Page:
Aug. 22, 2013 -- It's 5:30 a.m. on a summer morning, and in the pre-dawn darkness a man, carved walking stick in hand, knapsack on his back, arrives at the Wise County, Va., fairgrounds.
Robert Ellis has walked 15 miles, through the night, to get here. But he isn't here for a summertime fair.
"I really need my teeth fixed. They are really bad. And my hearing," Ellis says. "I don't know which one's worse, my hearing or my teeth."
For this weekend, the fairgrounds have been turned into a one-stop-shopping, outdoor medical clinic. Remote Area Medical has arrived for its annual visit to Wise, bringing free dental, eye and medical care to this remote southwest corner of Virginia.
"I didn't have enough gas to put in my truck to get here, so I told the old lady I would just walk," Ellis said. "I got up at 12:30 this morning, got ready and started walking."
Ellis joins some 2,500 other people who over the course of three days line up in the wee hours of the morning in the hopes of getting free medical care. Many want their teeth checked or even pulled, others need their eyes examined, but some, like Sheila Johnson, are also looking for specialized medical care.
"I have a lot of trouble with my lungs right now and I need to see a pulmonary specialist, so this was my only option," she said.
Stan Brock started Remote Area Medical in 1985 after years of working deep in the Amazon, where health care was 26 days away by foot.
"They might as well be on the moon for the opportunity that they have to get the care that they need," Brock says of the isolated community where he once lived and worked.
Brock began bringing health care to remote corners of the world such as Haiti, Africa, India and Guyana, but after setting up his headquarters in Knoxville, Tenn., he quickly realized that pockets of the United States were severely underserved and filled with people who couldn't afford health care.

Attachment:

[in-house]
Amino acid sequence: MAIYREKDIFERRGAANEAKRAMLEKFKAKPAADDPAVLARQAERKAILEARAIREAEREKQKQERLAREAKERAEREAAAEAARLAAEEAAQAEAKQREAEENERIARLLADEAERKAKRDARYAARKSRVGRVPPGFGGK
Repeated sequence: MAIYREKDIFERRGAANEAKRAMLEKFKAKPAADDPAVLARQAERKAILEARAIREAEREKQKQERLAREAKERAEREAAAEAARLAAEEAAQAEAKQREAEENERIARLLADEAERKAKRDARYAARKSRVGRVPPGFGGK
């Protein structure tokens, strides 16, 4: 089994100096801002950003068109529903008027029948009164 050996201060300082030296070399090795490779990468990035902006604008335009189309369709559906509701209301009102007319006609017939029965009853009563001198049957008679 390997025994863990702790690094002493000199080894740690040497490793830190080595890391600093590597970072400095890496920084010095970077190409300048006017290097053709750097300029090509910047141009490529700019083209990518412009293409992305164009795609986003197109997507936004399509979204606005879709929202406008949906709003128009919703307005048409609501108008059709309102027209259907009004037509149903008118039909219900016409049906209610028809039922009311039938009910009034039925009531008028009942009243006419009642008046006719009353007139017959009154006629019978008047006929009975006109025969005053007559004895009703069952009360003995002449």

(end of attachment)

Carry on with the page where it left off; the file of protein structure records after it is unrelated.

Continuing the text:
"You've got 40 or 50 million people that are in this category that don't have insurance and can't get the care that they need or they can't afford it," Brock said.
The RAM event in Wise is now one of the largest "expeditions" as Brock calls his clinics. He's held more than 700 around the world, helping more than 550,000 patients in this country alone.
"It's always an amazing sight, isn't it? That here in America at 5 o'clock in the morning, with rain threatening, there are 1,500 people out there," Brock said, standing by the entrance gate overlooking the crowd on the first morning. "It's sort of the one time opportunity that they know they can afford to get the care that they need. ... It's a pretty sad sight."
Teresa Gardner was born and raised in Wise and now runs the local free clinic, The Health Wagon.
"The economy here has hit a downturn. We've had a lot of mining layoffs, which is really the only industry here," Gardner said. "It's just incredible the desperation that people have for health care."
Gardner first invited Stan Brock and RAM to Wise 14 years ago and helps organize the 1,400 dentists, eye specialists, doctors and volunteers who all donate their time and expertise. Approximately 80 dental chairs are fully manned, as well as 16 eye examination stations.
At Wise, RAM has "all the different specialists, all the way from cardiology, OB-GYN, pulmonology, nephrology, dermatology," Gardner said. "It's a really good opportunity for the patients to come out and get some very good care that they wouldn't otherwise have access to."
Patients like Robert Ellis, who like everyone else who comes to RAM is first put through a triage process during which he is screened for high blood pressure, diabetes, and other possible undiagnosed conditions. Careful questioning can reveal a potentially serious problem.